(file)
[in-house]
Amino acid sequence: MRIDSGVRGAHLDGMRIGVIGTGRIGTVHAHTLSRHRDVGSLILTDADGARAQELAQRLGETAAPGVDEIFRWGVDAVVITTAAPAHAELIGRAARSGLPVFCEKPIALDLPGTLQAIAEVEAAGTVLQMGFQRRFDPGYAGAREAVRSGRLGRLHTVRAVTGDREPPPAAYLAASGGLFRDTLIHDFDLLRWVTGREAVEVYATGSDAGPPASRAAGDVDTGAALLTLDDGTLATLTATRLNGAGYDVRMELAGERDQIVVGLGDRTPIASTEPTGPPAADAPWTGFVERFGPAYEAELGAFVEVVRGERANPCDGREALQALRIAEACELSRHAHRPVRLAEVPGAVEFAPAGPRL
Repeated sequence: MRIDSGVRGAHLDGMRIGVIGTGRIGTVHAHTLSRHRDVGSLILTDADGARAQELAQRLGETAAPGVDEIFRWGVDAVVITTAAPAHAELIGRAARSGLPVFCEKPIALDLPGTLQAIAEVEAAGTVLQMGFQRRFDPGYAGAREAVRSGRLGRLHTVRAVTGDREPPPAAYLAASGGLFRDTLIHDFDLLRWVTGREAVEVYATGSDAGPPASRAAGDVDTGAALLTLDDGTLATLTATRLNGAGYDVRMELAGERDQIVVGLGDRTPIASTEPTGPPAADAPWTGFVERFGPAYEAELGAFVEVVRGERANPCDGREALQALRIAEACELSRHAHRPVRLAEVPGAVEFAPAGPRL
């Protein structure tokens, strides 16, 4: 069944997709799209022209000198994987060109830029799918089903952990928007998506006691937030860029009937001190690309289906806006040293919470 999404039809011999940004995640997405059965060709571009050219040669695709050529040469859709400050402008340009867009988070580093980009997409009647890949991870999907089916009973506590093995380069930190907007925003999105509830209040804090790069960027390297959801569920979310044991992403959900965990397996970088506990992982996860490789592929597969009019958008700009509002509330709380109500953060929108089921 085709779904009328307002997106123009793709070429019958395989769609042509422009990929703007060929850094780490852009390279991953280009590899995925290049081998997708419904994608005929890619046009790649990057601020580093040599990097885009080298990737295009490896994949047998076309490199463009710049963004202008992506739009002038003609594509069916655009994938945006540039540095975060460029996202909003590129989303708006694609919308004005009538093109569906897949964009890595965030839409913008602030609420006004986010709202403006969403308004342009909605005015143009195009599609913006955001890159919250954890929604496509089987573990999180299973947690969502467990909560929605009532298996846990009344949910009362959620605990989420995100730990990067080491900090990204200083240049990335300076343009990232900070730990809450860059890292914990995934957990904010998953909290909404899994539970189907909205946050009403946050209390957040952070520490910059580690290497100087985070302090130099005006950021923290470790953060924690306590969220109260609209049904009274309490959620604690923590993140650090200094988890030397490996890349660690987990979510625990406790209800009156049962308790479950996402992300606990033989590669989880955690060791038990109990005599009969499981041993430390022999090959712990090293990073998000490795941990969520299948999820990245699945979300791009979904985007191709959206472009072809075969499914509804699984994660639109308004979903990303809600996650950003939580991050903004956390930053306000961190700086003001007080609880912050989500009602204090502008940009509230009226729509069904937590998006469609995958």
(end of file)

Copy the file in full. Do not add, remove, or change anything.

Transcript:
[in-house]
Amino acid sequence: MRIDSGVRGAHLDGMRIGVIGTGRIGTVHAHTLSRHRDVGSLILTDADGARAQELAQRLGETAAPGVDEIFRWGVDAVVITTAAPAHAELIGRAARSGLPVFCEKPIALDLPGTLQAIAEVEAAGTVLQMGFQRRFDPGYAGAREAVRSGRLGRLHTVRAVTGDREPPPAAYLAASGGLFRDTLIHDFDLLRWVTGREAVEVYATGSDAGPPASRAAGDVDTGAALLTLDDGTLATLTATRLNGAGYDVRMELAGERDQIVVGLGDRTPIASTEPTGPPAADAPWTGFVERFGPAYEAELGAFVEVVRGERANPCDGREALQALRIAEACELSRHAHRPVRLAEVPGAVEFAPAGPRL
Repeated sequence: MRIDSGVRGAHLDGMRIGVIGTGRIGTVHAHTLSRHRDVGSLILTDADGARAQELAQRLGETAAPGVDEIFRWGVDAVVITTAAPAHAELIGRAARSGLPVFCEKPIALDLPGTLQAIAEVEAAGTVLQMGFQRRFDPGYAGAREAVRSGRLGRLHTVRAVTGDREPPPAAYLAASGGLFRDTLIHDFDLLRWVTGREAVEVYATGSDAGPPASRAAGDVDTGAALLTLDDGTLATLTATRLNGAGYDVRMELAGERDQIVVGLGDRTPIASTEPTGPPAADAPWTGFVERFGPAYEAELGAFVEVVRGERANPCDGREALQALRIAEACELSRHAHRPVRLAEVPGAVEFAPAGPRL
């Protein structure tokens, strides 16, 4: 069944997709799209022209000198994987060109830029799918089903952990928007998506006691937030860029009937001190690309289906806006040293919470 999404039809011999940004995640997405059965060709571009050219040669695709050529040469859709400050402008340009867009988070580093980009997409009647890949991870999907089916009973506590093995380069930190907007925003999105509830209040804090790069960027390297959801569920979310044991992403959900965990397996970088506990992982996860490789592929597969009019958008700009509002509330709380109500953060929108089921 085709779904009328307002997106123009793709070429019958395989769609042509422009990929703007060929850094780490852009390279991953280009590899995925290049081998997708419904994608005929890619046009790649990057601020580093040599990097885009080298990737295009490896994949047998076309490199463009710049963004202008992506739009002038003609594509069916655009994938945006540039540095975060460029996202909003590129989303708006694609919308004005009538093109569906897949964009890595965030839409913008602030609420006004986010709202403006969403308004342009909605005015143009195009599609913006955001890159919250954890929604496509089987573990999180299973947690969502467990909560929605009532298996846990009344949910009362959620605990989420995100730990990067080491900090990204200083240049990335300076343009990232900070730990809450860059890292914990995934957990904010998953909290909404899994539970189907909205946050009403946050209390957040952070520490910059580690290497100087985070302090130099005006950021923290470790953060924690306590969220109260609209049904009274309490959620604690923590993140650090200094988890030397490996890349660690987990979510625990406790209800009156049962308790479950996402992300606990033989590669989880955690060791038990109990005599009969499981041993430390022999090959712990090293990073998000490795941990969520299948999820990245699945979300791009979904985007191709959206472009072809075969499914509804699984994660639109308004979903990303809600996650950003939580991050903004956390930053306000961190700086003001007080609880912050989500009602204090502008940009509230009226729509069904937590998006469609995958």